However, Mr. Young says the Fed's statement "is as close as you can get to an admission that there is light at the end of the tunnel."
In his view, the Fed's actions will come at a time when he expects the economy to grow at a respectable 3.4 percent. Core inflation - the inflation rate without food or energy prices included - will rise 2 percent compared with last year.
Energy prices, which have been a worry on Wall Street all year, are back up, with oil selling at close to $64 a barrel. But this time, investors appear to be a little less concerned, even though high energy prices act as a tax on consumers.
"We are at the point in the economic cycle where business investment is more important than consumption, and business is feeling good about itself and the economy," says Bob McIntosh, chief economist at Eaton Vance, a Boston-based mutual fund company.
This optimistic view of the economy comes at a time of the year when the stock market has historically gotten a lift, something investors term the "January effect." Many bonds pay interest in January and June, giving investors extra money. Professional investors reassess their portfolios and make changes. This year, there are several trillion dollars in money-market accounts - funds that are available to be moved into the stock market.
In addition, the stock market faces less competition from the bond market. Long-term yields are so low that the dividend on some stocks is higher than the yield on the 10-year Treasury bill. "The six-month and 10-year bonds have the same yield, which makes equities the asset class of choice," says Young.
Even though the stock market has improved, the atmosphere has not reached the levels of the late 1990s, when many Americans were checking their accounts each day.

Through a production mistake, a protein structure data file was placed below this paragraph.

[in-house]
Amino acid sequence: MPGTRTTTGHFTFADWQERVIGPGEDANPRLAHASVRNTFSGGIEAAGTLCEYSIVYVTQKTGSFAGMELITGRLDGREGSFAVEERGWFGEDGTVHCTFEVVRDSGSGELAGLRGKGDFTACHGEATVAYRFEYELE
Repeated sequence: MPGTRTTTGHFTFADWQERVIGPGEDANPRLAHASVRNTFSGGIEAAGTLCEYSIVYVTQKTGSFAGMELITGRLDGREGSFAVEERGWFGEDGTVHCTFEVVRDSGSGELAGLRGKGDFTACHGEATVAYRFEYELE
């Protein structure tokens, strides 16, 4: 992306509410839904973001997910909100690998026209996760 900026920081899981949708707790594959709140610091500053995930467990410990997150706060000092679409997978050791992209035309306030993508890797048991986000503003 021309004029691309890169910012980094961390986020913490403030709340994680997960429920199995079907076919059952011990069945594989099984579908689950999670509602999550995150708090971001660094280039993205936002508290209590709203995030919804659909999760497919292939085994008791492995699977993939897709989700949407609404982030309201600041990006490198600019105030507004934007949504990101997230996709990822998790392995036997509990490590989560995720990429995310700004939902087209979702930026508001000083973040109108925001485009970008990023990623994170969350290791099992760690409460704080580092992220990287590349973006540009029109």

On Monday, at Grand Central Terminal in New York, a variety of individuals said that the rising stock market, while good, did not particularly affect them. "I don't work in finance and don't have a lot of investments in stocks," said Jim Locovare of Larchmont, N.Y. "Our house is absolutely our most important investment."
Even those who do invest in the market are not overly exuberant. One of those is Ann Brown, a real estate agent from Scarsdale, N.Y. She says she and her husband are happy that the market is rising since they invest their profits from buying and selling homes in the stock market. But, real estate "has been better than investing in stocks," she adds. "It never went down."
Investors rode a wave of enthusiasm generated last week after the Federal Reserve signaled it would soon stop raising interest rates - pushing the Dow Jones Industrial Average above the 11,000 mark Monday. Below is a recent history of Dow performance.
• Five-year low: The Dow stood at 7,286 on Oct. 9, 2002. It has gained about 50 percent since then.
• All-time high: The Dow hit 11,723 on Jan. 14, 2000. As of Monday, it was 6.1 percent below that peak.
• This year: The Dow is up 294 points, or 2.8 percent.
Source: The Associated Press
• Alyssa Work in New York contributed to this article.